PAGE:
At a time when most leading Indian pharmaceutical companies complain about a combination of factors hurting them in the US, including price erosion following increased competition, there is now a new dimension to worry about: A press release issued by the office of the attorney general of the state of Connecticut in the US says, the attorney general led 45 other attorneys general taking part in a wide-ranging multistate antitrust investigation of the generic drug industry in asking the federal court for permission to file a new complaint in the states' pending lawsuit that increases the number of generic drug manufacturer defendants from six to 18 in the case and the number of drugs at issue in the litigation from two to 15. The list includes names of some of India's leading pharmaceutical companies like Sun Pharma, Dr Reddy's, Glenmark and Aurobindo.
Here is the component that concerns Indian companies: The note, released on Tuesday, October 31st, says: "Previously, the lawsuit was filed against generic drug manufacturers Heritage Pharmaceuticals, Inc.; Aurobindo Pharma USA, Inc.; Citron Pharma, LLC; Mayne Pharma (USA), Inc.; Mylan Pharmaceuticals, Inc.; and Teva Pharmaceuticals USA, Inc. alleging that they entered into illegal conspiracies in order to unreasonably restrain trade, artificially inflate and manipulate prices and reduce competition in the United States for two drugs: doxycycline hyclate delayed release, an antibiotic, and glyburide, an oral diabetes medication."
Then, it goes on to add: "The states are seeking to expand the complaint to include Actavis Holdco U.S., Inc.; Actavis Pharma, Inc.; Ascend Laboratories, LLC; Apotex Corp.; Dr. Reddy's Laboratories, Inc.; Emcure Pharmaceuticals, Ltd.; Glenmark Pharmaceuticals, Inc.; Lannett Company, Inc.; Par Pharmaceutical Companies, Inc.; Sandoz, Inc.; Sun Pharmaceutical Industries,Inc.; and Zydus Pharmacuticuals (USA), Inc."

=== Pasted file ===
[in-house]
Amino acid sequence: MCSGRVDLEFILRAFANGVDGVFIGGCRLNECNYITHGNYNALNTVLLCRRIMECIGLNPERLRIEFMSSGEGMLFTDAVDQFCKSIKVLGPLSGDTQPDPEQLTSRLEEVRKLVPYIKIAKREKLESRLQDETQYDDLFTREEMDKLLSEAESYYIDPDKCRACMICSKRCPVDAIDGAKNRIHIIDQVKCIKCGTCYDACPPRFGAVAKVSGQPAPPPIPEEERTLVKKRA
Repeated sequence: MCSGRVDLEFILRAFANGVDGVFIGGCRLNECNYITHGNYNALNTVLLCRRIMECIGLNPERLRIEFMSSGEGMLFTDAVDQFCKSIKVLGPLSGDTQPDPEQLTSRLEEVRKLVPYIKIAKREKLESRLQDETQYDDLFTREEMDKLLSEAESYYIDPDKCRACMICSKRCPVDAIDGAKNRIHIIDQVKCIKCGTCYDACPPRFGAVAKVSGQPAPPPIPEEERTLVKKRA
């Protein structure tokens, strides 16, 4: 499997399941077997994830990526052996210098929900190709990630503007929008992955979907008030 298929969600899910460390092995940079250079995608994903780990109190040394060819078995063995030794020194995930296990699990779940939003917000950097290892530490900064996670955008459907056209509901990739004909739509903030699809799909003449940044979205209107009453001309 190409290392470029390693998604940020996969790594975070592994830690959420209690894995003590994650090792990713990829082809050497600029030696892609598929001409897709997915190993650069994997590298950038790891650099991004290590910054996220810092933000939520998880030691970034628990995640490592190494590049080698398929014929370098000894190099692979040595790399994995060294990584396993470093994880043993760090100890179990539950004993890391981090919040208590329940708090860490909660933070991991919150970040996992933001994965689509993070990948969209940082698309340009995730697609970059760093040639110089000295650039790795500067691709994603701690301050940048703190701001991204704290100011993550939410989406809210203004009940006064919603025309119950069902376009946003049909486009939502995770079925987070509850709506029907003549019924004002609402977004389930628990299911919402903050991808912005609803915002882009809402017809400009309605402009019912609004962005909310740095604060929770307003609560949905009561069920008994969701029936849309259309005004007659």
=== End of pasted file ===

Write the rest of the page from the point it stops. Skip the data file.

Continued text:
It also points out that "for the first time, the states are also suing senior executives at two generic drug companies who are alleged to have engaged in the illegal conduct" and says: "The expanded complaint also names two individual defendants: Rajiv Malik, president and executive director of Mylan N.V., which is the parent company of Mylan Pharmaceuticals, Inc.; and Satish Mehta, the chief executive officer and managing director of Emcure Pharmaceuticals, Ltd., which is the parent company of Heritage Pharmaceuticals, Inc."
But the companies seem to have their own arguments. Mylan for instance, in a press release says: "We have been investigating these allegations thoroughly and have found no evidence of price fixing on the part of Mylan or its employees. Our review of the Connecticut Attorney General's press release underpinning the complaint does not change our views. We have asked the various attorneys general leading this case to share with us what information they believe supports these new allegations and, to date, they have not done so. Mylan has deep faith in the integrity of its President, Rajiv Malik, and stands behind him fully. Mylan and Rajiv Malik both intend to defend this case vigorously, and we look forward to the opportunity to present a full defense."
While some of the companies, Business Today reached out, did not wish to comment, all those named will need to investigate as to why they figure in the list. In fact, one of them said, it was not a new development and was an old issue that companies have been trying to resolve. But then, if there are serious lapses then, there may be fine that may get imposed. However, if there are some, who do not see any fault from their side then, they need to review why their names figures and how the internal and external communication systems need to be redesigned to match their stated code of business ethics. For the moment, it is an added concern that they need to address.
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